Cloud Operating System For Netbooks Is Announced

Following on the heels of Microsoft's announcement just over a month ago of its Cloud OS, a smaller company, Good OS, says it is wheeling out its own Cloud operating system for 2009.

InformationWeek Staff, Contributor

December 1, 2008

2 Min Read

Following on the heels of Microsoft's announcement just over a month ago of its Cloud OS, a smaller company, Good OS, says it is wheeling out its own Cloud operating system for 2009.Good OS's Cloud boots into a browser with Google, Yahoo, and Live in Seconds and, optionally, boots in Windows. It integrates a Web browser with a compressed Linux operating system kernel for immediate access to the Internet, integration of browser and rich client applications, and control of the computer from inside the browser. Users can turn on their computers, boot into Cloud for Internet and basic applications, and then boot into Windows for more powerful applications.

"With Cloud, Gigabyte Netbooks will power on to the Internet in seconds, while still supporting killer applications together with Windows XP," said a Good OS spokesperson in a statement. Gigabyte Touch-Screen Netbooks will come preloaded with Cloud and Windows XP early next year, according to Good OS.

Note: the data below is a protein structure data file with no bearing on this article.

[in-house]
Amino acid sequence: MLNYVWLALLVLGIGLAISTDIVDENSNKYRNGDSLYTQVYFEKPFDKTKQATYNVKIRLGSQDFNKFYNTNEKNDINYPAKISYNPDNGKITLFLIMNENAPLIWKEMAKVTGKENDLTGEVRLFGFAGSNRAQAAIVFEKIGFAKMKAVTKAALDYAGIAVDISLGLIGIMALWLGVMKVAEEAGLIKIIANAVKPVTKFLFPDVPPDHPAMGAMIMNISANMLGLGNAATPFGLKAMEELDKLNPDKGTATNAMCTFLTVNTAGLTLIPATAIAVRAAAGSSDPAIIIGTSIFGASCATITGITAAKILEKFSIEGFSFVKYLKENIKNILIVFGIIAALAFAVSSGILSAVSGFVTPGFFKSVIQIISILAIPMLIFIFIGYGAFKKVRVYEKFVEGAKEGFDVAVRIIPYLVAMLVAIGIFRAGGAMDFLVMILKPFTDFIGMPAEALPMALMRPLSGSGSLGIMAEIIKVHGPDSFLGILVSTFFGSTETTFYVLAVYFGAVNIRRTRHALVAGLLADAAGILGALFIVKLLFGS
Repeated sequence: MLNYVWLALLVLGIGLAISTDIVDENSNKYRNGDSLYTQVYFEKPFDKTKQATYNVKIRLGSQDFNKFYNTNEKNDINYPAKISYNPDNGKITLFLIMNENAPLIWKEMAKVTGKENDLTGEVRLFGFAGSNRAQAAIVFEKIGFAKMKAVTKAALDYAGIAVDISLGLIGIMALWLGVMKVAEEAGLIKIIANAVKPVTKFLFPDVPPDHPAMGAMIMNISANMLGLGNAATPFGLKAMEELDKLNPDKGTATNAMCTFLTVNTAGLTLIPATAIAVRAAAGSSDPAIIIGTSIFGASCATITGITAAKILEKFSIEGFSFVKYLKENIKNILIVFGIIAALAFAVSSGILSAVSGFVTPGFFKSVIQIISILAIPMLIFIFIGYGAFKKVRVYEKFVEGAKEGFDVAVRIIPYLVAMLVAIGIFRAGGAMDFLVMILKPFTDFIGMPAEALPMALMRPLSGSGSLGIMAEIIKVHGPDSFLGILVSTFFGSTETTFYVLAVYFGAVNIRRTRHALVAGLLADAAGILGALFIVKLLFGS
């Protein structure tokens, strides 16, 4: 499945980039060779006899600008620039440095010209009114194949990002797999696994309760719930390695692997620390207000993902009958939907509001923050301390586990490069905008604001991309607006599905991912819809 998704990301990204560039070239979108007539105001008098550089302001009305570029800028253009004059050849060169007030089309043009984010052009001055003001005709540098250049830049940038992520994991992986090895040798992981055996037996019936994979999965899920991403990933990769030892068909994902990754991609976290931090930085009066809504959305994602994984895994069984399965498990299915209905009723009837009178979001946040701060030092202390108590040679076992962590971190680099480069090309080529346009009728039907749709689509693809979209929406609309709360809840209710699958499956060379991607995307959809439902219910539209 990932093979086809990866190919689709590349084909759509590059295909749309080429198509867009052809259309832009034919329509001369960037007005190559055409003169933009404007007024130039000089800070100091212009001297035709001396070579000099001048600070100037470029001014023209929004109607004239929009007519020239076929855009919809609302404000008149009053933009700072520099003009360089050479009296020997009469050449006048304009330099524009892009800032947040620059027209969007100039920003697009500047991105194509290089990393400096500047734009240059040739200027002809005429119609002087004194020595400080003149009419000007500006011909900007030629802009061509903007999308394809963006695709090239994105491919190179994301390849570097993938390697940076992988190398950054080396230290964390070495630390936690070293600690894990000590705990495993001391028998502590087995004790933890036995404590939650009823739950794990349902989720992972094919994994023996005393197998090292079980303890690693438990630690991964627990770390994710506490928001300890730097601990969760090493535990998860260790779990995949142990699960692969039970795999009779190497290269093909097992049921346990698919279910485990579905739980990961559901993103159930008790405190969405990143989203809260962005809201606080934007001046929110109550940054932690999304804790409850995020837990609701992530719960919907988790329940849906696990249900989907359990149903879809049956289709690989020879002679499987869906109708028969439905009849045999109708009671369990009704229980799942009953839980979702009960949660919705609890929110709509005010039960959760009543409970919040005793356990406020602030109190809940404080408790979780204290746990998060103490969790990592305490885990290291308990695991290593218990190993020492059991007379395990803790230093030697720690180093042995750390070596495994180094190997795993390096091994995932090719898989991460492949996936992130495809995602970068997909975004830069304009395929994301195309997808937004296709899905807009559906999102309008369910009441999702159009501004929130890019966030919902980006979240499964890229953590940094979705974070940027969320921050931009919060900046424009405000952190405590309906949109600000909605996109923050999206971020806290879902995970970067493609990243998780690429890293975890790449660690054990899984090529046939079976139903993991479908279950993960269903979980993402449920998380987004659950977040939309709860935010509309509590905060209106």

If it all works as the company says it should, I think the highlights of Cloud are the ability to toggle between Windows and a Linux OS on the same computer as well as the fact that Cloud features a browser with an icon deck for shortcuts to your favorite apps.

Good OS's Cloud operating system

Previously, Good OS was best known for its gOS Linux that came with computers sold at Wal-Mart stores for $199.

Good OS previewed Cloud at the Netbook World Summit in Paris on Monday. More information about Cloud and Gigabyte Touch-Screen Netbooks is scheduled to be announced at the Consumer Electronics Show in Las Vegas next month.

In October, Microsoft announced Azure, a platform that allows developers to create cloud-computing architectures run from Microsoft servers. At the time, Ray Ozzie, Microsoft's chief software architect, said that while cost-savings is one advantage of cloud computing, another is that it eliminates the need to have employees dealing with high-scale IT issues.

More From bMighty: Cloud Computing For Your Business

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